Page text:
Review of Janesville an American Story
Janesville: An American Story by Amy Goldstein
What happens to a community when a major employer leaves town? This is the basic premise of Janesville. The major employer is GM. The community is Janesville, Wisconsin. The book covers the years following the closing of the GM plant in December of 2008 to the present. I became unemployed a year after this particular GM plant closed. At the time, I lived close to another GM plant, this one in Wentzville, Missouri, that also shut down. I can remember driving by the huge plant and seeing the vacant parking lots and wondering about the thousands of workers who once worked there. Recessions are tough on everyone.
Author Amy Goldstein covers the story from numerous angles: the social workers, the community college educators, the politicians, the ancillary businesses, and, of course, the workers who lost their jobs. The story told here is not unique to Janesville. The same economic hardships have hit other communities that have relied on one or two large employers. This book offers a useful case study on what happens and what steps can and should be taken once that large employer picks up and leaves town.
The road forward for the many workers directly and indirectly affected by the plant closure contains many twists and turns. Some head to the community college to get degrees and training and other fields. Some try to scrape by hopping from one low wage job to another. Other’s decide to use their seniority to take jobs in other GM plants hundreds of miles away, leaving families behind as they chase the higher wages that a union job can provide. Very few of these individuals end up in a better place than before the plant closing. And there in lies the problem facing large swaths of our country. High paying manufacturing and industrial jobs are disappearing and unlikely to return, despite the promises of ill-advised politicians. The days when a person can make a good living with only a high school diploma are over. The truth is, pay is directly related to the difficulty and time it takes someone to become qualified for a certain position. If you can be replaced by someone with little to no experience, you’re unlikely to make a wage high enough to live on. There are many exceptions, but so, too, is the competition for these low skilled, high paying jobs.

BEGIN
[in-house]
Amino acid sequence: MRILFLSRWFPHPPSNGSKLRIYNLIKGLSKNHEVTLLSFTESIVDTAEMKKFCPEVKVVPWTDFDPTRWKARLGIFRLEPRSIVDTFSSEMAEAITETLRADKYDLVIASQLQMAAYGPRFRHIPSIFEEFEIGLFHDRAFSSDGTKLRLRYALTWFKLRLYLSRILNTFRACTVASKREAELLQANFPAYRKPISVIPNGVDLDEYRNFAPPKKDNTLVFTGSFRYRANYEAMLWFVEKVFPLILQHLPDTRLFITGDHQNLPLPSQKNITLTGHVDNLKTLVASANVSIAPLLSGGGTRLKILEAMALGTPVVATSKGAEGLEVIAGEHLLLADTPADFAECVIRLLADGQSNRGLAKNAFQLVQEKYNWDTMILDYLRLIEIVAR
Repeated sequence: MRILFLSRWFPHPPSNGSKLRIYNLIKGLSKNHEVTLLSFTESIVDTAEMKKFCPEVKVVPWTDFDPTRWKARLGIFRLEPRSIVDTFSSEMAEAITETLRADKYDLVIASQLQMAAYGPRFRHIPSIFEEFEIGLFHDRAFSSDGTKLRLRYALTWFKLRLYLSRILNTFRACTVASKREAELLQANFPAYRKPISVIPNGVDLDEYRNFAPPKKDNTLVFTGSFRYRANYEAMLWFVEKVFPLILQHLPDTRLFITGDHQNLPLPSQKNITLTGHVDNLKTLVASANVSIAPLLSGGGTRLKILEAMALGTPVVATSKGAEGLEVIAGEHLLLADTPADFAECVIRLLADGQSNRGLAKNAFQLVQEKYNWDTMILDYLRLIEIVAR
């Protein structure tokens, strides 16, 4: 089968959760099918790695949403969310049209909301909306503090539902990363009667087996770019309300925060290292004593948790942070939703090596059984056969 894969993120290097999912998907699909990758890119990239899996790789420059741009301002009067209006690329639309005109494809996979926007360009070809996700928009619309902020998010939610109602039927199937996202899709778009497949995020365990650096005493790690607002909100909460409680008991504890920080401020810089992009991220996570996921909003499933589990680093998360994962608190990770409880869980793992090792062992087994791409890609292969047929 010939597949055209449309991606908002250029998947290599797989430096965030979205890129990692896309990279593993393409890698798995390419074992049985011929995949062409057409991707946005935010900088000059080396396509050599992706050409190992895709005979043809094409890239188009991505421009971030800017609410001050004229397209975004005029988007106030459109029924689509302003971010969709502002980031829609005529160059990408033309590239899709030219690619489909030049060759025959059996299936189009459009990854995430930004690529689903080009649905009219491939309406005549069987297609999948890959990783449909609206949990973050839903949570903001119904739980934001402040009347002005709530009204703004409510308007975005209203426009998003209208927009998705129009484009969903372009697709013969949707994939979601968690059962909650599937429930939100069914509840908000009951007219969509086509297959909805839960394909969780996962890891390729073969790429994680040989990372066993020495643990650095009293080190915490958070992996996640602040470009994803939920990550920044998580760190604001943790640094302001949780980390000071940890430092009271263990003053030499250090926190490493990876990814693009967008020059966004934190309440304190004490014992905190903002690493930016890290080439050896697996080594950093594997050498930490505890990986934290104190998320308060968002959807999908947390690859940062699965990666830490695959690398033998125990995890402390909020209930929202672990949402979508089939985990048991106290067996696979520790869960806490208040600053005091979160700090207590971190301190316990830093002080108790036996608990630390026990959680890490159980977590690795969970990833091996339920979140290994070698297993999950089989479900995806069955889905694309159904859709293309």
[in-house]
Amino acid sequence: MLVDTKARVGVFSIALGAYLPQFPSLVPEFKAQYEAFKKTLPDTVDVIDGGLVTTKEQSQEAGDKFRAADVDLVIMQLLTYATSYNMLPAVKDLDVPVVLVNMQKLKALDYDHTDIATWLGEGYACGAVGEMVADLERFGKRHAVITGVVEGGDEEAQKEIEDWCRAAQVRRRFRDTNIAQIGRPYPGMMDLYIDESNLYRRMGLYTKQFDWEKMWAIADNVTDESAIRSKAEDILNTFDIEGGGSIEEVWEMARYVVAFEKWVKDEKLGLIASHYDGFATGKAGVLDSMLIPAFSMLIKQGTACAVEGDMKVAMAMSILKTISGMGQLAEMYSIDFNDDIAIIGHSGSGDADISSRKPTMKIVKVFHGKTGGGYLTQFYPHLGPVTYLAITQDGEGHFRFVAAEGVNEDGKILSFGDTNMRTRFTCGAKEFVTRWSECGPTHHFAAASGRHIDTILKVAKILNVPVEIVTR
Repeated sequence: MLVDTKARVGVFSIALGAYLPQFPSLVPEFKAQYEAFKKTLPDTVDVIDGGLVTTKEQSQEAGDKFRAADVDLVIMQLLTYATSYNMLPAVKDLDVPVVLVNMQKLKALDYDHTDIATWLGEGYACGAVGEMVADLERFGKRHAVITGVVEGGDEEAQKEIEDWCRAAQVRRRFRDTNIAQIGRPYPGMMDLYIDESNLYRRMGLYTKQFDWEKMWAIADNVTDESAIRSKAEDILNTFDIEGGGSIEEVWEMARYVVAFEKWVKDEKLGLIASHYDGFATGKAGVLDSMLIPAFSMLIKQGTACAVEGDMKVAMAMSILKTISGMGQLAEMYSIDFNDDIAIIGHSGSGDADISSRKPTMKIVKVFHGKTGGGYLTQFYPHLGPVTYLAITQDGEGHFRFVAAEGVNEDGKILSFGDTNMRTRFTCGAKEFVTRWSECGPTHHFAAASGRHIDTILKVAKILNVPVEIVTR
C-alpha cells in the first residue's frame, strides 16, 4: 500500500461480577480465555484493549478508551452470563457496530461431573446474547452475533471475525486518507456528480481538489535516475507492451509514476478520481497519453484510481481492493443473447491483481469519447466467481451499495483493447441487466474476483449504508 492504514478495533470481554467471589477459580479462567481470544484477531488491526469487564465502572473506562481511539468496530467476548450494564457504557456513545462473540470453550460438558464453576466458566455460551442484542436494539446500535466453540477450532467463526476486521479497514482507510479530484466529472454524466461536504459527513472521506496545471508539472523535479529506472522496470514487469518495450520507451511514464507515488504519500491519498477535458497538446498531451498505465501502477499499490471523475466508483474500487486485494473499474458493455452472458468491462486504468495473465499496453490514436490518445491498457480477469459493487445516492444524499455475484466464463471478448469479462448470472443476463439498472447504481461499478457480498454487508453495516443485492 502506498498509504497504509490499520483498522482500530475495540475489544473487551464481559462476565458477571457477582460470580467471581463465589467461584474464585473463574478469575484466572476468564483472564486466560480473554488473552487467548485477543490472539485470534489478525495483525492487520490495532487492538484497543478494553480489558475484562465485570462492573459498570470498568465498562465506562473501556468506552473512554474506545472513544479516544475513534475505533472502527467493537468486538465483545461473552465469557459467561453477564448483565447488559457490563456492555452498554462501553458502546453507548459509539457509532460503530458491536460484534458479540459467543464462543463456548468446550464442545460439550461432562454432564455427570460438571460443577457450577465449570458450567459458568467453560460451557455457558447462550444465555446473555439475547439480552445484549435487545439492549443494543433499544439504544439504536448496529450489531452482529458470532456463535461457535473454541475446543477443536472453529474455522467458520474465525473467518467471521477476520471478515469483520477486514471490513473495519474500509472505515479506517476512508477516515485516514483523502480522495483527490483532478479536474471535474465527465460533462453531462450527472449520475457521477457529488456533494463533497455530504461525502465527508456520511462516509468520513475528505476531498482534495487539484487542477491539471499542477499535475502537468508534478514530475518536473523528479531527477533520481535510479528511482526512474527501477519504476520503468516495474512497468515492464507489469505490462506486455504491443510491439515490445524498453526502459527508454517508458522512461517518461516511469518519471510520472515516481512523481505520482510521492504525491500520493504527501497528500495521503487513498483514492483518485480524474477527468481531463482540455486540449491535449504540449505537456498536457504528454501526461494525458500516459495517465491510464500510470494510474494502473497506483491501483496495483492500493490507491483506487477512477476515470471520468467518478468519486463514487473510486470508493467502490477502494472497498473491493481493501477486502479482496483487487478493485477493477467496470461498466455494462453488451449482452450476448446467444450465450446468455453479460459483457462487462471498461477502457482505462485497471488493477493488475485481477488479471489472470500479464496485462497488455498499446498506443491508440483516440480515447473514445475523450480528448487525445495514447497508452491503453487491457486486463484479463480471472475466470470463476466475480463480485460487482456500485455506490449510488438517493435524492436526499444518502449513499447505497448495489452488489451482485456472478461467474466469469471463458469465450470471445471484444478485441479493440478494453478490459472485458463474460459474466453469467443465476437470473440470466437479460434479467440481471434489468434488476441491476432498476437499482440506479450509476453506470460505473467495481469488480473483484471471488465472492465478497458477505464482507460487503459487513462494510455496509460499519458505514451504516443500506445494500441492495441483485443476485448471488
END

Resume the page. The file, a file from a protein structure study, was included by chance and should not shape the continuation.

There have been a number of very good books that have come out recently that provide a solid understanding of where things are now and how close we are to falling off a cliff. There is the book Evicted, which tackles the problem of housing affordability; American Pain, which covers the opioid epidemic; and Hillbilly Elegy, that looks at the deteriorating fortunes of coal country.
There are steps individuals and policy makers can take to avoid a future catastrophe. From an individual standpoint, it’s important that you find a profession that not only pays well but is something that you enjoy. When I have shared this viewpoint with my brother, who works in a high paying job in an oil refinery, his response has been that he works in an oil refinery so he can have the money to do what he enjoys. There is some validity in that argument, but why spend all of your working life chasing dollars? Why not get something more out of work than money? As for policy makers, it’s important that they spend heavily in innovation and technology. Look ahead and not backwards. There’s a reason why clean energy jobs out number dirty energy jobs such as coal, oil, and gas.